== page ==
As we gather for Thanksgiving here is some information from a history professor- Robert McKenzie at Wheaton College who has written about the first Thanksgiving. He debunks several myths we have about the Pilgrim celebration, starting with what people wore.
Most of us imagine that the Pilgrims were grim and always dressed in black. Edward Winslow left an account of the first Thanksgiving that presents a different picture. He describes a scene of beer and barbecue, sports and shooting. Pilgrim Colony inventories include garments that were red, blue, green, yellow and orange. Carpenter Will Wright died leaving a blue coat and two colorful vests in red and white. William Bradford had a black suit but also a “colored hat”, a red suit and a violet cloak.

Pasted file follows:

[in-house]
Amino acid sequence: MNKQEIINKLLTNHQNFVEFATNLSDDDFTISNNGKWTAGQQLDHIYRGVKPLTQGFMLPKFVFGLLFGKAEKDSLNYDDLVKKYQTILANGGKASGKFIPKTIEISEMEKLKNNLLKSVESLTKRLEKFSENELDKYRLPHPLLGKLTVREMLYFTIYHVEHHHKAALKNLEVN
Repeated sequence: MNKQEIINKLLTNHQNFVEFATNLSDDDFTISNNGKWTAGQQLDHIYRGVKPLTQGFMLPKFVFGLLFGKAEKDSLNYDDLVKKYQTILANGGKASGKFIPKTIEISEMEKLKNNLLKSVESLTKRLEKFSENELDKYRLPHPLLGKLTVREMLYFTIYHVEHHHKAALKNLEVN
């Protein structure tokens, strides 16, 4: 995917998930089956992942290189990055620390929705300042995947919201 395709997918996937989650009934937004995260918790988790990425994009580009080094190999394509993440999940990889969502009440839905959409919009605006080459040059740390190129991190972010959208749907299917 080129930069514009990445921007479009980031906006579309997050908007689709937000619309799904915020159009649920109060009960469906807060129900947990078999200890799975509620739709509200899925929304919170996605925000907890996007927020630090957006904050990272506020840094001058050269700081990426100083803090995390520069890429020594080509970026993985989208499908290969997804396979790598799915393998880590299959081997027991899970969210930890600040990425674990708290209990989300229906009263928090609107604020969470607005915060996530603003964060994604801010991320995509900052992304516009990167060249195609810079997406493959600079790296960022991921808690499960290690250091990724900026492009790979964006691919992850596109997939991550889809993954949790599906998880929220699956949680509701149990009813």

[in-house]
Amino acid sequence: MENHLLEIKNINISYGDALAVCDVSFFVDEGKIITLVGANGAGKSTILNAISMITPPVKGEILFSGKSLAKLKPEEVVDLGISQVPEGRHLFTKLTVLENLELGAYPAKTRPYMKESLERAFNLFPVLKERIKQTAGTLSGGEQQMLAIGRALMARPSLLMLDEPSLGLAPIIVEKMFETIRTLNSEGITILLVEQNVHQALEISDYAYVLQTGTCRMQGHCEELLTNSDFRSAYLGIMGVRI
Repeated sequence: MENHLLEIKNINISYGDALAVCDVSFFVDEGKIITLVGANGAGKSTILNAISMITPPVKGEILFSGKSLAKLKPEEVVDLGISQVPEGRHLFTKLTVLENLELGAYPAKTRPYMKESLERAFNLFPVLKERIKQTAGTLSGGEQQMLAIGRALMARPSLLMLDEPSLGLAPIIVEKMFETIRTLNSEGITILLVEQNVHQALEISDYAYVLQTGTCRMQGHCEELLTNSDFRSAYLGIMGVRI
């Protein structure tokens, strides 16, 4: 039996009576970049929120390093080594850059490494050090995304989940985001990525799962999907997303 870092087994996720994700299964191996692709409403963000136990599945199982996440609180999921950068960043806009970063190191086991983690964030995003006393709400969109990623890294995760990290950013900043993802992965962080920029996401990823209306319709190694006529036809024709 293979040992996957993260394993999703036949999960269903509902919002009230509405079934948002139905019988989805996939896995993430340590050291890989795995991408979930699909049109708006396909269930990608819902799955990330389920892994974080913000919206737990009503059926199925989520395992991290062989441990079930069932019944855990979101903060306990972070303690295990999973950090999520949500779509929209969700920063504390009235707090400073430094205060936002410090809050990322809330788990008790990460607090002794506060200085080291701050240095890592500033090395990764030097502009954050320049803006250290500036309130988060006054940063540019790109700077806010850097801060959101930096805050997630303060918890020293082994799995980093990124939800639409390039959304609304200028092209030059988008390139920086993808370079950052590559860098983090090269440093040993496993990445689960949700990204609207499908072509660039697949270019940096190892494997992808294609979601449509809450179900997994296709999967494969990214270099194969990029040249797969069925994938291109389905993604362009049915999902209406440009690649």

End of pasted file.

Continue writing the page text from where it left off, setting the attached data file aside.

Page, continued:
Most of us think the Pilgrims’ 1621 harvest celebration was the first American Thanksgiving. But, the Algonquin people had a regular ceremony linked to the crop cycle. Our local Wampanoag celebrated the first harvest of a new season with a “strawberry thanksgiving.”
The French Hugenots are believed to have held a thanksgiving service in 1564 in Florida near what is now Jacksonville. Spanish literature mentions a thanksgiving in St. Augustine in 1565. In El Paso in 1598 the Manso Indians had a thanksgiving with Spanish colonists; another one happened In 1607 at a colony on the coast of Maine. And in Virginia, thanksgiving was celebrated in 1610 and 1619.
What interests me about this archeological and historical evidence is how it reminds us that people have gathered in gratitude across this land for over 500 years.I like the idea that when gather to give thanks we stand on the shoulders of so many generations of people of so many races and backgrounds.
This Sunday we are going to offer a light lunch after worship, and we are showing a Ric Burns documentary from PBS American Experiences called “The Pilgrims.” I hope you will join us.